China is targeting top British officials to access secrets, the government in London said on Thursday, as it responded to criticisms about its policies towards the Asian superpower.
Parliament's Intelligence and Security Committee (ISC) in a July report called the UK government's approach to tackling Chinese espionage "completely inadequate" and lacking coordination.
The official government response came just days after revelations that a parliamentary researcher was arrested earlier this year on suspicion of spying for China, prompting a denial from Beijing.
The domestic intelligence service MI5 also warned the ruling Conservative party that two would-be MPs could be Chinese spies.
"The government recognises that Chinese recruitment schemes have tried to headhunt British and allied nationals in key positions and with sensitive knowledge and experience, including from government, military, industry and wider society," it said in a 48-page response.
It accepted "there is more work to be done" to tighten safeguards, particularly against the targeting of current and former civil servants, it added.
In a written statement to parliament accompanying the government's response, Prime Minister Rishi Sunak called China "an epoch-defining challenge to the international order".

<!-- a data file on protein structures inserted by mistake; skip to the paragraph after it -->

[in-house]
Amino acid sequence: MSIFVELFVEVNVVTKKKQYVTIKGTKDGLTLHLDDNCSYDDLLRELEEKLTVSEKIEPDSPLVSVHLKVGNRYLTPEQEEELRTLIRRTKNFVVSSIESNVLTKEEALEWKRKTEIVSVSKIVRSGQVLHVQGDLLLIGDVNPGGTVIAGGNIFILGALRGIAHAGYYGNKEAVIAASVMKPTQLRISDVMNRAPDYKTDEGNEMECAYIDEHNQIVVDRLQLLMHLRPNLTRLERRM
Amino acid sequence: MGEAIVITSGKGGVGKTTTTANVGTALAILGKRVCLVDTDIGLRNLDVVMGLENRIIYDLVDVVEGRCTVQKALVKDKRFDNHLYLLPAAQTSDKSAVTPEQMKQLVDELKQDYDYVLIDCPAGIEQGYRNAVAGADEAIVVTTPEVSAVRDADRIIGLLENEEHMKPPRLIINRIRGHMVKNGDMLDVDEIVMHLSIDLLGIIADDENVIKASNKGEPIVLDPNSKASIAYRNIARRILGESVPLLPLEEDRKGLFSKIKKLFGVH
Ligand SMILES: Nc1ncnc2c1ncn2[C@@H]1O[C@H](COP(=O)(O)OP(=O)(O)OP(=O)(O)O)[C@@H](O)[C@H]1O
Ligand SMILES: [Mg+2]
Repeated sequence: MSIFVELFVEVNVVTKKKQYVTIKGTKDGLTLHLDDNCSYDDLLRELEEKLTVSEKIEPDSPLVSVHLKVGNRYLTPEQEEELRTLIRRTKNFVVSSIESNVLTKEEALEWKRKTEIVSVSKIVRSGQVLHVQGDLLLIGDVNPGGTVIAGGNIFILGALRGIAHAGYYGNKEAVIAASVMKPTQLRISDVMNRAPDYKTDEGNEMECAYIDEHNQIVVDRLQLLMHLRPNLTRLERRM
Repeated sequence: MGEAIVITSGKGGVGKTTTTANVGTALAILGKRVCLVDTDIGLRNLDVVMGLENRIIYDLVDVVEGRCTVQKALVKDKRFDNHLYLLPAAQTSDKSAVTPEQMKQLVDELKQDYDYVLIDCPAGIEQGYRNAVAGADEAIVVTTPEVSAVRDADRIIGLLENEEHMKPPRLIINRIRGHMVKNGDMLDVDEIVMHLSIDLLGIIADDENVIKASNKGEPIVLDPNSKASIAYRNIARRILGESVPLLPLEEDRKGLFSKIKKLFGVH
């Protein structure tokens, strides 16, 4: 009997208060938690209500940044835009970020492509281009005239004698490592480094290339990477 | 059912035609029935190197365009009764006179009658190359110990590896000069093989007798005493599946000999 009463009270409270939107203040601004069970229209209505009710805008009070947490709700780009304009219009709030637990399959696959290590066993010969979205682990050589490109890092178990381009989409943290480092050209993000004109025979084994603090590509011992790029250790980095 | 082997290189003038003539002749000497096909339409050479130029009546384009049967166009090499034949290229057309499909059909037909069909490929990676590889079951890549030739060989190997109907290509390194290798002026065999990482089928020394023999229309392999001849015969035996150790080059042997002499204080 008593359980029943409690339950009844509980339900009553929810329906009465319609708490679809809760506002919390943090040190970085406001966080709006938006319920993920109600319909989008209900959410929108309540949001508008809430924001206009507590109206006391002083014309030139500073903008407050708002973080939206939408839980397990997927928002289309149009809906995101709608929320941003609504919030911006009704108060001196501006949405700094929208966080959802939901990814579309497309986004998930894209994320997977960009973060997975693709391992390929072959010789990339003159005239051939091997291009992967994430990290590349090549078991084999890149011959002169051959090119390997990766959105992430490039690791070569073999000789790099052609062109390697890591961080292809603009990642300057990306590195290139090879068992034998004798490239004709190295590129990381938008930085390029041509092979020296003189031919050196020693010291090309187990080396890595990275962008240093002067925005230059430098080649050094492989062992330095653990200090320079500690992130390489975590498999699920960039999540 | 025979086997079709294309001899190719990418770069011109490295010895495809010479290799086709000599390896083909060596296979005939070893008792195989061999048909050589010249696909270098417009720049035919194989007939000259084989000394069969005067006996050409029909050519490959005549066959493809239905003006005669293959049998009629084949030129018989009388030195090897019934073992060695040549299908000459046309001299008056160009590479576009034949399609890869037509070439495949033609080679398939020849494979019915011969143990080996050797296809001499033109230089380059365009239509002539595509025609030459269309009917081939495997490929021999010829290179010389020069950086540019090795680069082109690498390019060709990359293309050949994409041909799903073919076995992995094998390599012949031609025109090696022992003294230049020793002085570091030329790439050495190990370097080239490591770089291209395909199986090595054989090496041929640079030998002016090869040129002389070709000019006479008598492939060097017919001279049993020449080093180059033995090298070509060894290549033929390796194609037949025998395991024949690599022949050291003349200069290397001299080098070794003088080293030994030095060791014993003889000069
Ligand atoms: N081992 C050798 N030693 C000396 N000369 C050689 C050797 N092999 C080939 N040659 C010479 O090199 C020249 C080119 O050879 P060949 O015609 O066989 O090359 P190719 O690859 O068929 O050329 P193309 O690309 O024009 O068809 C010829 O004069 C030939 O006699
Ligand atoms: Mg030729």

He defended his policies, which involve pushing for pragmatic engagement with Beijing, particularly on global issues such as tackling climate change and health crises.
Some within his own party want him to characterise China as a "systemic threat" to the UK, because of alleged rights abuses against the Uyghur minority and a crackdown on freedoms in Hong Kong.
Sunak said the ISC criticisms pre-dated more recent updates to policy, including banning tech firm Huawei from the UK 5G network and Chinese involved in civil nuclear programmes.
"We are not complacent, and we are keenly aware that there is more to do," he wrote.
But Julian Lewis, the chairman of the ISC, which oversees UK intelligence agencies, said it was "misleading to imply... that our findings are outdated.
"Until two months before publication, we monitored all relevant developments and noted them throughout the Report," he added.
"This was not difficult to do given the glacial pace at which the Government's China policy developed."